Table 2 The effect of adverse events on expenditures.


Our study provides estimates of healthcare expenditures through the first 6 months of life in the years 2008–2016 for newborns with billing codes indicating prematurity and low birthweight. Placing our study in context together with previous works [3,4,5, 20, 21] constructs a complex picture of the expenditures on prematurity and low birth with several important themes. Preterm infants are some of the most expensive patients in all of pediatrics [22], and there is an inverse relationship between gestational age, birthweight, [2, 23, 24] and infant costs. Our data suggest that both gestational age and birthweight provide similar predictors of neonatal mortality, prematurity-associated medical complications, hospital length of stay, and per individual medical expenditures.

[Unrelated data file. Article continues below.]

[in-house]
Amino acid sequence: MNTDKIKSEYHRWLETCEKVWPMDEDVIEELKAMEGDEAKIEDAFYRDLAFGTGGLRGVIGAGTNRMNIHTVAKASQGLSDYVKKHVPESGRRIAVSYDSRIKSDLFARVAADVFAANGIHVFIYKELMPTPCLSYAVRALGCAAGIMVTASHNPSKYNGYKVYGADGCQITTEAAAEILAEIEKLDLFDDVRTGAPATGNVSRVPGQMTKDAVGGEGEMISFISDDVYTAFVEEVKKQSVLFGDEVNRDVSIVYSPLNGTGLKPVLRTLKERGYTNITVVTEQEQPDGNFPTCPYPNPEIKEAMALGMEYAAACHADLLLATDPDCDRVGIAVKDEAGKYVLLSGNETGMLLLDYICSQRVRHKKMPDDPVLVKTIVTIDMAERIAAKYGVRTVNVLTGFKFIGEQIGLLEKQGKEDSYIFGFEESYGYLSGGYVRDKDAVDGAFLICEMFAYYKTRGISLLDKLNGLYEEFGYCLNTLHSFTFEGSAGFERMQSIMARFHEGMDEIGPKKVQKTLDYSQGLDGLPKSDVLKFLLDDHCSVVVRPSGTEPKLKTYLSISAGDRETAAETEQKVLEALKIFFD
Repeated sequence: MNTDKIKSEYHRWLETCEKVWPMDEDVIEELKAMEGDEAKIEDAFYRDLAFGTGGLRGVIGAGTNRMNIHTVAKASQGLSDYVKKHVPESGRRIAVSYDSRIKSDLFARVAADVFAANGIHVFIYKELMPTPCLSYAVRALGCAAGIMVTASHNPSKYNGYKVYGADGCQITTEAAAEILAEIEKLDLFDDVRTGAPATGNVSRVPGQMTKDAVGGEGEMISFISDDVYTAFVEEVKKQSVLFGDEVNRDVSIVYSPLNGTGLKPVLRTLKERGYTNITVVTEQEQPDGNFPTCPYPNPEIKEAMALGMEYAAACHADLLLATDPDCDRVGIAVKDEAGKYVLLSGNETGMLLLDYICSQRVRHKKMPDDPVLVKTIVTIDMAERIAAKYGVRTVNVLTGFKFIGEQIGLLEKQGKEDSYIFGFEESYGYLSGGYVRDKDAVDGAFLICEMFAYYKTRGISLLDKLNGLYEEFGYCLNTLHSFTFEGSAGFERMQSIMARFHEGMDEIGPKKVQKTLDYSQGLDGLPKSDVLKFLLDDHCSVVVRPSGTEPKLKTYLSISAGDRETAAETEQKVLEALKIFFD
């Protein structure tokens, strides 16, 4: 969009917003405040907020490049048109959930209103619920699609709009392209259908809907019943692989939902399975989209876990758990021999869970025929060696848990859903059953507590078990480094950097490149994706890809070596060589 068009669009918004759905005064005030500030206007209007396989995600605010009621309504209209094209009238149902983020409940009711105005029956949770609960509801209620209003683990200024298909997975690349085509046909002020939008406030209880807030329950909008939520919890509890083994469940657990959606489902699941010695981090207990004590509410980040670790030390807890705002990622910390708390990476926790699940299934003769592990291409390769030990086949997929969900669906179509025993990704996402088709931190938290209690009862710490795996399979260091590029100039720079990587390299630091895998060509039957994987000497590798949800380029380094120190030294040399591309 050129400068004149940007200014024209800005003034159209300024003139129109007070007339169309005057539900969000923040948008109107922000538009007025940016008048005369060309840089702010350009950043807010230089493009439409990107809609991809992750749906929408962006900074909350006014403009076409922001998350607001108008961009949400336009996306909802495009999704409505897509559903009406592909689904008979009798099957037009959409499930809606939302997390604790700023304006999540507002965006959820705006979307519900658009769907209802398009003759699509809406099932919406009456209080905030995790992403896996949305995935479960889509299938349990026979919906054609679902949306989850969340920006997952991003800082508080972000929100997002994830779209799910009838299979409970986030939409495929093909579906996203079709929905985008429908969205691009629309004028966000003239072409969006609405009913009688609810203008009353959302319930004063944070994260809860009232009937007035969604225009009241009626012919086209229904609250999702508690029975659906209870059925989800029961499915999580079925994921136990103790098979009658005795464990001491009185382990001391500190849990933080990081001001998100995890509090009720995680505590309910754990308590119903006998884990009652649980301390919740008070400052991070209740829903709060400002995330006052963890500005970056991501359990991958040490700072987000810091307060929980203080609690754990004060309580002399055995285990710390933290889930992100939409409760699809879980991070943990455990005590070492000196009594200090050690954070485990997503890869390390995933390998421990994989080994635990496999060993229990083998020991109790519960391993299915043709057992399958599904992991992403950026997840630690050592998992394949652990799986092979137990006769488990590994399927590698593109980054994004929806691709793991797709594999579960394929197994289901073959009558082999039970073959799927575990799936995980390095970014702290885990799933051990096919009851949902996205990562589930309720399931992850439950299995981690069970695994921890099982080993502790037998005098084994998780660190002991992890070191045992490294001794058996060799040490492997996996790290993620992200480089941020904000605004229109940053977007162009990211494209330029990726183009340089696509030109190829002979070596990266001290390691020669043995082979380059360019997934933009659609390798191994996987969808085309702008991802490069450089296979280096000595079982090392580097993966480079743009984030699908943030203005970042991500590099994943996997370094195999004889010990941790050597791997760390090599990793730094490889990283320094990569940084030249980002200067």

This study adds to our understanding of healthcare spending for premature and low-birthweight infants in several important ways. Since the data are drawn from a nationwide commercial insurance database of paid claims, we have direct and comprehensive estimates for the complete third-party expenditures in this population. Claims data reflect the total expenditures on an individual and are not subject to certain limitations of cost measurement based on intermediate estimates such as hospital cost-to-charge ratios used in other analyses [3]. We are able to track the infants in our study regardless of where they received care (e.g. inpatient vs outpatient) and, as such, it expands on estimates based on hospital based-discharge data. Our study complements the existing literature which has focused on government insured patients (Medicare and Medicaid) or the patient population from a single state, and has not looked at this topic using a large national database of commercially insured patients. Although Medicaid covers nearly 50% of all US births [20], pricing and reimbursement dynamics in Medicaid may differ from commercial insurance. It is valuable to have both public and private spending estimates [25] by gestational age and birthweight bands in newborn populations to evaluate the financial impact of clinical or health policy interventions, particularly those targeted at specific gestational age or birthweight bands. For example, there is growing interest in structuring maternity bundled payment methodologies to include neonatal care costs but to exclude certain high cost neonates. The relative costs among different gestational age or birthweight cohorts could help guide the methodology and identify potential areas for focus in these arrangements.